Arriving at the outskirts of Umatilla at high noon, I found empty a roadside gravel parking lot that held a dozen vehicles during the peak of the run. Suppressing nervous anticipation, I tromped through overgrown reed canary grass and waded shallow rapids to reach a small island that split the river’s flow. The thunder of 4-foot high falls greeted me. Adding to the ambience were cigarette butts, discarded leaders, an empty sardine can and rotting salmon guts. The stench of sun-baked bait roe and decaying algae wafted in a light breeze. Welcome to Chinaman Hole.

A recent email update from the Oregon Department of Fish and Wildlife granted a three-week extension to the spring Chinook salmon season and gave hope that I would not finish my season “blanked,” as Scottish anglers say. Chinaman Hole failed to produce for me on a previous visit in early May when combat fishing was in force. I watched several salmon jumped the falls though, including one that cleared the water’s surface by a good two feet. In contrast, no salmon jumped or rolled today, but I was optimistic because I brought bright orange bait roe that looked good enough to eat off a cracker.

What holds my interest about Chinaman Hole is choice of technique. I can sink my offering in deep pools, let it drift through shallow rapids or float it under a bobber. On this warm summer day without competition from other anglers I chose to start at a deep bathtub-shaped pool where I caught my first Umatilla River salmon. The power of a springer on the end of your line tends to linger. I couldn’t help think that another fish was waiting for me.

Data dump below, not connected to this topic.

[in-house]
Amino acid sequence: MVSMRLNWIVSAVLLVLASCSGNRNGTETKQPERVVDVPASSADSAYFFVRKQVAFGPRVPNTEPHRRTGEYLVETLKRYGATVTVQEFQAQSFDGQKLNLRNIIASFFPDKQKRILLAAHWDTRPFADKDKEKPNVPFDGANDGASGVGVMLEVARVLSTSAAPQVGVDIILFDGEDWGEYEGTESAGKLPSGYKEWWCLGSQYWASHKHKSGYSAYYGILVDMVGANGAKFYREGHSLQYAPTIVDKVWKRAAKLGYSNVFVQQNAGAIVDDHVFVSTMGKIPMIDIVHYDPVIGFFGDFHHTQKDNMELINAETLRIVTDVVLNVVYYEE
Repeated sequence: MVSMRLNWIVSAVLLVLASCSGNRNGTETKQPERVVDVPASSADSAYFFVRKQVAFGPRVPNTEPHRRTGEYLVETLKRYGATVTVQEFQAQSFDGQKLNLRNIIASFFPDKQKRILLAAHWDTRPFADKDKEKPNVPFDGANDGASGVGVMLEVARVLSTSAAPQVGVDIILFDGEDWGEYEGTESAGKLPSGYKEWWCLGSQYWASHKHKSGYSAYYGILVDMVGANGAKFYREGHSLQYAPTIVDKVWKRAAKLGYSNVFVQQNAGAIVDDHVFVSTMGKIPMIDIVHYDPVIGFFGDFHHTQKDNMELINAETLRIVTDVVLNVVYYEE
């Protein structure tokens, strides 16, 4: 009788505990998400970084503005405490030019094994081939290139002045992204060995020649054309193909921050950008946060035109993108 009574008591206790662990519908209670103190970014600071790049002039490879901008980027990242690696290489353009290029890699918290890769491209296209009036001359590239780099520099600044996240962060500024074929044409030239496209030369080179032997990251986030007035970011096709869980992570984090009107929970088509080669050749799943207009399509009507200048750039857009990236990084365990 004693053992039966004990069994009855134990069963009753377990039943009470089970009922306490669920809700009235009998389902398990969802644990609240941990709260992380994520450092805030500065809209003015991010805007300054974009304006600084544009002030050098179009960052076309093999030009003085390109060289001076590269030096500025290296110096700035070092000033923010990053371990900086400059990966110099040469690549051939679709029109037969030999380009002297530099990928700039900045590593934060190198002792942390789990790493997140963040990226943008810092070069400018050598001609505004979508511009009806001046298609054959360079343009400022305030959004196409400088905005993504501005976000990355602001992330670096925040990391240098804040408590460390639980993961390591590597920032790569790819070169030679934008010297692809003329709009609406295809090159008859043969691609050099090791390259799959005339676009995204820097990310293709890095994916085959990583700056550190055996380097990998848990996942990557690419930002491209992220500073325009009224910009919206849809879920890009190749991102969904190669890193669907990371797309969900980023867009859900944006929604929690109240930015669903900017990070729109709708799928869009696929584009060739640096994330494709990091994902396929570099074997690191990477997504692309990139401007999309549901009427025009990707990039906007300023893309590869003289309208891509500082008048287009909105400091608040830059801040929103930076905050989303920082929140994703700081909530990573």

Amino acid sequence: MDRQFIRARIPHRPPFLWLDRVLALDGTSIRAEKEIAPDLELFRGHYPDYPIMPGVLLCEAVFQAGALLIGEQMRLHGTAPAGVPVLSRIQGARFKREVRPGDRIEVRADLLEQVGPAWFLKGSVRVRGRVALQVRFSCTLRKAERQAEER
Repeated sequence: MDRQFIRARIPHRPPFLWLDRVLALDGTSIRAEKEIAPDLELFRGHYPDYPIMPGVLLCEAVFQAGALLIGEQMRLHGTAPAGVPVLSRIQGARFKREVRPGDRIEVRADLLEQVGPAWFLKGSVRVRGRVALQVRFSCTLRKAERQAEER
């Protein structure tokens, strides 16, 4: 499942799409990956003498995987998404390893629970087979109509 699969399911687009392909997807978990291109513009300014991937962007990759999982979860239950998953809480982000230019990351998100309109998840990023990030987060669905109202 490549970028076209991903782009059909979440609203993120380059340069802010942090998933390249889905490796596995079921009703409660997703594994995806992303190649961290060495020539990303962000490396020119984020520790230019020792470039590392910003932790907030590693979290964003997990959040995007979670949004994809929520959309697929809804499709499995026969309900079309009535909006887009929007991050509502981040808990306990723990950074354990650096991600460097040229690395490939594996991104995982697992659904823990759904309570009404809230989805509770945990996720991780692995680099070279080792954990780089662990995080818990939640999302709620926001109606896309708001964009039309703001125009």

River salmon seek specific places to swim, rest and hide during the spring migration period. After fishing this same stretch of river for over 20 years, I could draw you a map of all the places where they are caught. During low water, however, the only sure upstream route involves jumping the falls. Moving to the base of the falls, I dropped my bait into swift current that ebbed and flowed like the ocean tide and imagined how it looked and smelled to a salmon. I listened to the serenade of redwing blackbirds and admired an incandescent-blue damselfly that landed on my left wrist. You are never alone on a river.

Admittedly, I was watching a white pelican scoop up a meal of juvenile bass when I felt a quick tug on my line. Shaking free of my reverie, I set the hook and was fast into the unmistakable pull of a springer. After a series of head shakes it went top water but my hook held firm. Two more wild jumps, a long run that made my spinning reel sing and it returned to the security of the falls. Only when the deep-bodied salmon turned on its side did I work it to the shallows where this year’s crop of minnows scattered. I looked to see if was a hatchery fish, but its adipose fin was raised like a flag. A wild salmon that, if released, ensures the cycle of life continues.

Many moons had passed since I caught a fish large enough to make me shake. I would have lit a cigarette to calm my nerves but I don’t smoke. I carefully removed my hook from the corner of the salmon’s clenched jaw and watched it swim off to resume its long journey to spawning grounds located deep in the upper Umatilla River canyon.

Some anglers might argue you can’t count what you don’t keep, but it’s become a catch-and-release world. I didn’t need a salmon for the grill because I’m still eating last year’s harvest of hatchery fish. But I did need to know that I could catch a salmon if only to prove that I could. Releasing a wild salmon is a victory both for the river and for the angler.